The Press and Journal (Inverness, Highlands, and Islands)
Trips a chance to learn, says trust
Thirty-five NHS Highland staff travelled to North America and Europe for training and development courses and conferences between July 2016 and the end of February this year.
Of these staff members, 28 travelled to destinations in Europe while seven jetted off to the USA.
The trips were taken despite the board’s finances coming under the microscope in recent years, with it regularly battling overspends and being forced to seek a £15 million loan from the Scottish Government this year to break even.
However, an NHS Highland spokesman last night defended the trips as a way to ensure that the board “learns from industry experts” and “delivers and sustain high- quality services” for the people of the Highlands.
The North America links have been controversial since the board provoked fury in 2012 by sending directors to Seattle for two one-week periods to learn about saving money at the Virginia Mason Medical Centre.
The latest figures have emerged after The Press and Journal asked NHS Highland for details of all staff travel costing more than £100 since July 2016.
As well as repeated trips to Salt Lake City, the trips to the USA included two senior managers and one board member visiting Orlando in December for a six-day trip, costing £1,748.1 in flights and £1,300.01 for hotels.
This was to attend the International Institute of Healthcare Improvement Forum, where thousands of delegates gather to meet and learn from each other and experts in various healthcare fields.
An NHS Highland spokesman said trips to Seattle and Toronto in recent years have been undertaken to learn about “evidence-based” quality improvement in health and adult social care, to make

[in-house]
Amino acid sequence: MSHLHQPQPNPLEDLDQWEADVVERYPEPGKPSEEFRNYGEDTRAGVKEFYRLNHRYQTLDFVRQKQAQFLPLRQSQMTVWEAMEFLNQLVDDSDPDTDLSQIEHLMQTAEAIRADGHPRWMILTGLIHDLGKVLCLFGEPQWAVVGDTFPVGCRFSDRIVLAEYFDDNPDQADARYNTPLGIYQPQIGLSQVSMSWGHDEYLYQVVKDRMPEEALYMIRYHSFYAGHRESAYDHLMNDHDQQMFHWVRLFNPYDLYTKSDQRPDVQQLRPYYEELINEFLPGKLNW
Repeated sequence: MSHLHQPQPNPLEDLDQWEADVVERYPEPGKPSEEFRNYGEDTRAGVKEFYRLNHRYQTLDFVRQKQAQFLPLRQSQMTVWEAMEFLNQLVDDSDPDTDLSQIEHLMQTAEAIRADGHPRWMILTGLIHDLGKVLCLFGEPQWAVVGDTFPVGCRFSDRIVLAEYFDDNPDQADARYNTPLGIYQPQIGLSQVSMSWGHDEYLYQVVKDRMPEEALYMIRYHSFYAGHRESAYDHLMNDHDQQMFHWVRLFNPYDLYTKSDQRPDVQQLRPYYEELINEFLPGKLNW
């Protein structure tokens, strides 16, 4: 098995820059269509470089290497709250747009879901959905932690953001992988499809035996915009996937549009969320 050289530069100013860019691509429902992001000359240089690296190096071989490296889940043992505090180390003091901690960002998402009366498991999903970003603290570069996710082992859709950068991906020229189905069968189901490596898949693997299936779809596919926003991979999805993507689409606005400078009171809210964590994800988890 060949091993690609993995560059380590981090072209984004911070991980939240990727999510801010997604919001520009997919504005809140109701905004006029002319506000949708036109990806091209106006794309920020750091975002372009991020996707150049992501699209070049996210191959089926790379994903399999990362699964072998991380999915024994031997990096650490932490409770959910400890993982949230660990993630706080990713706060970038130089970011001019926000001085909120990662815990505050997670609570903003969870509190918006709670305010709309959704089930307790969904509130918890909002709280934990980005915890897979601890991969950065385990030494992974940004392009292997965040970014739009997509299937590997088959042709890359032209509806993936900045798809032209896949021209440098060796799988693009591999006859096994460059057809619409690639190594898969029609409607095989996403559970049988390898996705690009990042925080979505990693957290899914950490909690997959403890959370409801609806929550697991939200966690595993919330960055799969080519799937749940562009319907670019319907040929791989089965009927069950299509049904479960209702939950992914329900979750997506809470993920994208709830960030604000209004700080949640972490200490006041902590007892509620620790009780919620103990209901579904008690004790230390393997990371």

“If they can’t supply the details... that smacks of loose management”
better use of resources as part of the board’s “lean approach”.
He said that, since the original training in Seattle in 2012, they have been able to train 33 members of staff and another 20 are in training and that “hundreds” have had basic, intermediate or advanced training.
The spokesman also highlighted links to Alaska as part of a programme to recruit and retain healthcare professionals in rural areas.
In one case, NHS staff learned about a community-owned healthcare model and adopted it in the Small Isles by training people there as health and social care support workers, supported by visiting GPs.
The health board was unable to provide specific information on the purpose of an eightday trip to Atlanta in December, or a week-long trip to Portland in Maine or the European trips.
Chat chairman Bill Fernie, a former budget leader at Highland Council, said it was “surprising” NHS Highland was unable to provide full details on the trips, adding: “If they can’t supply the details of these trips, then that smacks of loose management.”
Mr Fernie said there is enough information about lean management online and through management courses run by universities within the UK and enough opportunity to benefit from shared learning from other local government bodies.
However, the NHS Highland spokesman said there are no university courses at present which cover the “type of lean production approach” that they are learning from abroad. He added that they are working with UHI to develop options for this.
Skye councillor and economist Ronald MacDonald, said that instead of travelling to Alaska it would have been “cheaper” and “more effective” looking towards the Isle of Lewis to understand how outof-hours cover could be better provided in Skye and Raasay. He said the health board should spend more time studying the areas it is trying to serve instead of devoting public funds to overseas trips of “dubious value.”
Three medical staff travelled to Amsterdam on three separate occasions, three senior managers also travelled to Copenhagen and Sonderborg in Denmark and another senior manager and medical staff member went again in November.